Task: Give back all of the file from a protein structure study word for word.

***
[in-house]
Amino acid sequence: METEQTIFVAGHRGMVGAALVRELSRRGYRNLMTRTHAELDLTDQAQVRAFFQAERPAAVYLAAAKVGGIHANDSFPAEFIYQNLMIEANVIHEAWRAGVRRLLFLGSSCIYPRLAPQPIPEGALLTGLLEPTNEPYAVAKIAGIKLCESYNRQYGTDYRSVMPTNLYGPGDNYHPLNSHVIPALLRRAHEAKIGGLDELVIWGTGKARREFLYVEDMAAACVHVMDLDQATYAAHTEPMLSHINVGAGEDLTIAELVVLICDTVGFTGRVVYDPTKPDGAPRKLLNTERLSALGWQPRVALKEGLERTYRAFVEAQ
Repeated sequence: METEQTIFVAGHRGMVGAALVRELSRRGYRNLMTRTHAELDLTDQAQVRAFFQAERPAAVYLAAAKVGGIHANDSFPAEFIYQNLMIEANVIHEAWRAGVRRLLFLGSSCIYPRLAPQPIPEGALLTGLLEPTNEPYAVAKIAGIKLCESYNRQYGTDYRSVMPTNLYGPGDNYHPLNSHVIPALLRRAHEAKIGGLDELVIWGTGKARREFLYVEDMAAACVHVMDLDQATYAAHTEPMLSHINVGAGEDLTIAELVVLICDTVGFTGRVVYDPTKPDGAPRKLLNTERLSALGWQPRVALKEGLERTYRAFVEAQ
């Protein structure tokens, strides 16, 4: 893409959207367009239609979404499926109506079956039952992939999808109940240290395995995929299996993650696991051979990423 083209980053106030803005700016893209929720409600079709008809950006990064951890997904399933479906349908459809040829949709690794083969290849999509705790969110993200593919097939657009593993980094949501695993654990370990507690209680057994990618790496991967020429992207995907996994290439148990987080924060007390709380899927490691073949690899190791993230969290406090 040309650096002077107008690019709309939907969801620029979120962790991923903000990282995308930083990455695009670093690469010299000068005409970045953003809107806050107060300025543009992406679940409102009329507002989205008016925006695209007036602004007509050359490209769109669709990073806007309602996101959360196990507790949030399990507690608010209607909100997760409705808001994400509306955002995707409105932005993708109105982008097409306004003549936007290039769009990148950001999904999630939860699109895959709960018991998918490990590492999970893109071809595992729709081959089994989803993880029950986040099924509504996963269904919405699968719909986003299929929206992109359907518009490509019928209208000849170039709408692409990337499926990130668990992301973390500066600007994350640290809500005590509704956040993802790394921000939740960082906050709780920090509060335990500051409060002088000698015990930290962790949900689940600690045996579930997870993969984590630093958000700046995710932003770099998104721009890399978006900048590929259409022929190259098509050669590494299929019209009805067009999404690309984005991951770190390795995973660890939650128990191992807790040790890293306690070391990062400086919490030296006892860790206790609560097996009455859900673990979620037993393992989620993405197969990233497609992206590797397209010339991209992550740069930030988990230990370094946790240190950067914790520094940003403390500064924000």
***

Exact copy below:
[in-house]
Amino acid sequence: METEQTIFVAGHRGMVGAALVRELSRRGYRNLMTRTHAELDLTDQAQVRAFFQAERPAAVYLAAAKVGGIHANDSFPAEFIYQNLMIEANVIHEAWRAGVRRLLFLGSSCIYPRLAPQPIPEGALLTGLLEPTNEPYAVAKIAGIKLCESYNRQYGTDYRSVMPTNLYGPGDNYHPLNSHVIPALLRRAHEAKIGGLDELVIWGTGKARREFLYVEDMAAACVHVMDLDQATYAAHTEPMLSHINVGAGEDLTIAELVVLICDTVGFTGRVVYDPTKPDGAPRKLLNTERLSALGWQPRVALKEGLERTYRAFVEAQ
Repeated sequence: METEQTIFVAGHRGMVGAALVRELSRRGYRNLMTRTHAELDLTDQAQVRAFFQAERPAAVYLAAAKVGGIHANDSFPAEFIYQNLMIEANVIHEAWRAGVRRLLFLGSSCIYPRLAPQPIPEGALLTGLLEPTNEPYAVAKIAGIKLCESYNRQYGTDYRSVMPTNLYGPGDNYHPLNSHVIPALLRRAHEAKIGGLDELVIWGTGKARREFLYVEDMAAACVHVMDLDQATYAAHTEPMLSHINVGAGEDLTIAELVVLICDTVGFTGRVVYDPTKPDGAPRKLLNTERLSALGWQPRVALKEGLERTYRAFVEAQ
């Protein structure tokens, strides 16, 4: 893409959207367009239609979404499926109506079956039952992939999808109940240290395995995929299996993650696991051979990423 083209980053106030803005700016893209929720409600079709008809950006990064951890997904399933479906349908459809040829949709690794083969290849999509705790969110993200593919097939657009593993980094949501695993654990370990507690209680057994990618790496991967020429992207995907996994290439148990987080924060007390709380899927490691073949690899190791993230969290406090 040309650096002077107008690019709309939907969801620029979120962790991923903000990282995308930083990455695009670093690469010299000068005409970045953003809107806050107060300025543009992406679940409102009329507002989205008016925006695209007036602004007509050359490209769109669709990073806007309602996101959360196990507790949030399990507690608010209607909100997760409705808001994400509306955002995707409105932005993708109105982008097409306004003549936007290039769009990148950001999904999630939860699109895959709960018991998918490990590492999970893109071809595992729709081959089994989803993880029950986040099924509504996963269904919405699968719909986003299929929206992109359907518009490509019928209208000849170039709408692409990337499926990130668990992301973390500066600007994350640290809500005590509704956040993802790394921000939740960082906050709780920090509060335990500051409060002088000698015990930290962790949900689940600690045996579930997870993969984590630093958000700046995710932003770099998104721009890399978006900048590929259409022929190259098509050669590494299929019209009805067009999404690309984005991951770190390795995973660890939650128990191992807790040790890293306690070391990062400086919490030296006892860790206790609560097996009455859900673990979620037993393992989620993405197969990233497609992206590797397209010339991209992550740069930030988990230990370094946790240190950067914790520094940003403390500064924000």